John Mayer’s new album Continuum ignites a soulful humanitarian in all of its listeners. Along with the single, “Waiting on the World to Change,” the rest of the album’s tracks display Mayer’s evolving musicianship. Continuum enchants listeners with its jazz club guitar melodies that set a perfect backdrop for Mayer’s smoky vocals. As a whole, Continuum is very well-rounded album. Although Mayer does not display the same guitar skill as in “Neon,” in Room for Squares, every song on Continuum finds a warm place to settle in the soul.
Unlike most musicians, Mayer has constructed an album listeners can just enjoy from track one to 12. Personal favorites include tracks three and eight, “Belief” and “Slow Dancing in a Burning Room” respectively. “Belief” is upbeat and emotionally charged while “Slow Dancing in a Burning Room” provides easy listening and involves the listeners in a tortured romance.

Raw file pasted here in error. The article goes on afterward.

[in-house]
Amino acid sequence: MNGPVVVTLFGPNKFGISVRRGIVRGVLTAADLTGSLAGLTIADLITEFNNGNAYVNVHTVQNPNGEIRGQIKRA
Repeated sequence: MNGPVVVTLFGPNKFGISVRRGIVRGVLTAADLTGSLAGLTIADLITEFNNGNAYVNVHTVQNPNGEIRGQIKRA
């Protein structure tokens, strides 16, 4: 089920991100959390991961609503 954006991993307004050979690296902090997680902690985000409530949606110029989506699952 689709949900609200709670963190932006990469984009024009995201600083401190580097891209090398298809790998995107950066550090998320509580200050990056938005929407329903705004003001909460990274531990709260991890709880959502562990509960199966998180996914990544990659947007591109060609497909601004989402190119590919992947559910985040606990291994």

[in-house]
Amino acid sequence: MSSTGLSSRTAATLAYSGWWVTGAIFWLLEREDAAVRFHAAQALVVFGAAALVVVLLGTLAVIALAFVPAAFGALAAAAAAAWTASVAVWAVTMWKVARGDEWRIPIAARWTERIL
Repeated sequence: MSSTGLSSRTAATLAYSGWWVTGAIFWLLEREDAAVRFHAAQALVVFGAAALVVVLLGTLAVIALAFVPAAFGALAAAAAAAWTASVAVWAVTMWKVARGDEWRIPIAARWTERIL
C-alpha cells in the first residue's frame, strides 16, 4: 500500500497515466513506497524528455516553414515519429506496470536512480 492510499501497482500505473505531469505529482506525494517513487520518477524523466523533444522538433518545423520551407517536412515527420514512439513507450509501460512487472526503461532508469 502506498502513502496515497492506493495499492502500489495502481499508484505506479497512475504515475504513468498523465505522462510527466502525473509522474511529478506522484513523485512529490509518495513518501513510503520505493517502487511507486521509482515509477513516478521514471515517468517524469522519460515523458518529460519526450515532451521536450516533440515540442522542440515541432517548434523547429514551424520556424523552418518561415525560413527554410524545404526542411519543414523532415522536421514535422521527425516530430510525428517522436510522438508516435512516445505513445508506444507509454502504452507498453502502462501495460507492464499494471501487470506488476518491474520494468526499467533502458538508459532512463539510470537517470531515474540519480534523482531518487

Continuum marks the beginning of John Mayer’s quest to rock ‘n’ roll infamy; it is a far cry from Mayer’s last two albums, Room for Squares (2001) and Heavier Things (2003), because it demonstrates Mayer’s versatility. He has shown the music industry that he can alternate music genres and still maintain fan base and success. Hopefully, any future work from this artist will only perpetuate his fan base’s belief in his musical evolution. Nevertheless, people still find faults in his musical abilities. Because “Waiting on the World to Change” and Ben Harper’s “Sexual Healing” have the same chord progression, some critics believe Mayer’s ability to create music is confused with his ability to copy others. However familiar his songs sound, no one can deny Mayer’s lyrical talent.
In music it’s not what an artist says in his or her songs, but how creatively he or she says it, and in Continuum Mayer has used ordinary language to explain his extraordinary outlook on life.